be bulldozed. A new appreciation for history, however was beginning to awaken
in a few residents. Establishing a cultural center was an idea President
Kennedy promoted. Although he did not live to see it, the Kennedy Center was
opened and dedicated to him in 1972. There seemed to be a mad rush into the
This was also the beginning of increased transportation problems in the city.
Streetcar service was ended in 1962, but the subway was not opened until 14
years later. Traffic problems escalated as more people became commuters.
Washington was deserted in the evenings. The city had few good restaurants
clubs, or theaters to attract locals to remain in town after house. By the
mid-1970s, a new generation of young, urban professionals began to make
different demands on the city. They did not want to commute; rather they
wanted to live in town and enjoy what the city offered.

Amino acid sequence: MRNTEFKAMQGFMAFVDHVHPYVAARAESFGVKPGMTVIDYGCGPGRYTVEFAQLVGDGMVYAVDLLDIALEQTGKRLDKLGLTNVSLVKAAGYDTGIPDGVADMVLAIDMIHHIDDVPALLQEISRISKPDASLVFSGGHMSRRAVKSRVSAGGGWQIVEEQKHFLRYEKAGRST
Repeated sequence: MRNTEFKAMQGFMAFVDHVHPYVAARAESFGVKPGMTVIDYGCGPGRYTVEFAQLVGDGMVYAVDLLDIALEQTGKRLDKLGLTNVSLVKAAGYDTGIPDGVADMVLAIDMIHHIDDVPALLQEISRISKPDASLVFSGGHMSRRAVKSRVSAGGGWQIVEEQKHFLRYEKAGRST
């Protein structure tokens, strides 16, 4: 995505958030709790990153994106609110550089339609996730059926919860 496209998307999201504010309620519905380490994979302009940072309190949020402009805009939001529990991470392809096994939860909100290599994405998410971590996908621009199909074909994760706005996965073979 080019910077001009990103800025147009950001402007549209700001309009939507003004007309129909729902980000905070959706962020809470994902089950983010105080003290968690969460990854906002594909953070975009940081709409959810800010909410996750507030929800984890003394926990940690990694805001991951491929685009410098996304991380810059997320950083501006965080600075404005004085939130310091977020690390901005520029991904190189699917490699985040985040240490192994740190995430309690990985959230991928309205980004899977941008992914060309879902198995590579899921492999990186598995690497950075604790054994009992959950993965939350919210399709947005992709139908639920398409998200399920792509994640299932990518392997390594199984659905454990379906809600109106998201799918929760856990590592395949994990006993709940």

In the late 1950s and early 1960s there was an influx of blacks to Washington
from rural areas, particularly the South. Some were well educated, middle-
class, professional people, but many were poorly educated, "refugees" seeking
jobs and the psychological support of others. Dr. Martin Luther King Jr.'s
speech from the stairs of the Lincoln Memorial in 1963 brought hope to blacks
who were searching for a better life. Five years later, the situation had not
radically improved, and when Dr. King was assassinated in 1968, the ensuing
race riots caused suffering to both white-owned and minority-owned
businesses. By the end of the 1960s, anti-Vietnam War protestors flowed into
the nation's capital on a regular basis. Everyone seemed disillusioned with
the city. Stable communities were broken up as fear drove away some of the
last long-time residents, black and white.
By 1968, Congress granted the residents the right to vote for president and
allowed a local government to be set up. Mayor Walter Washington was
appointed as the first mayor. Later he became the city's first elected mayor.
In the elections in 1976, Mayor Washington was defeated by Marion Barry for
Democratic nomination. Barry went on to win easily in the general election.
The Smithsonian Institution expanded significantly in the 1960s and 1970s.
The National Museum of History and Technology (later renamed the National
Museum of American History) opened in 1964. In the late-1960s, Joseph
Hirshhorn gave his collection of contemporary art and sculpture to the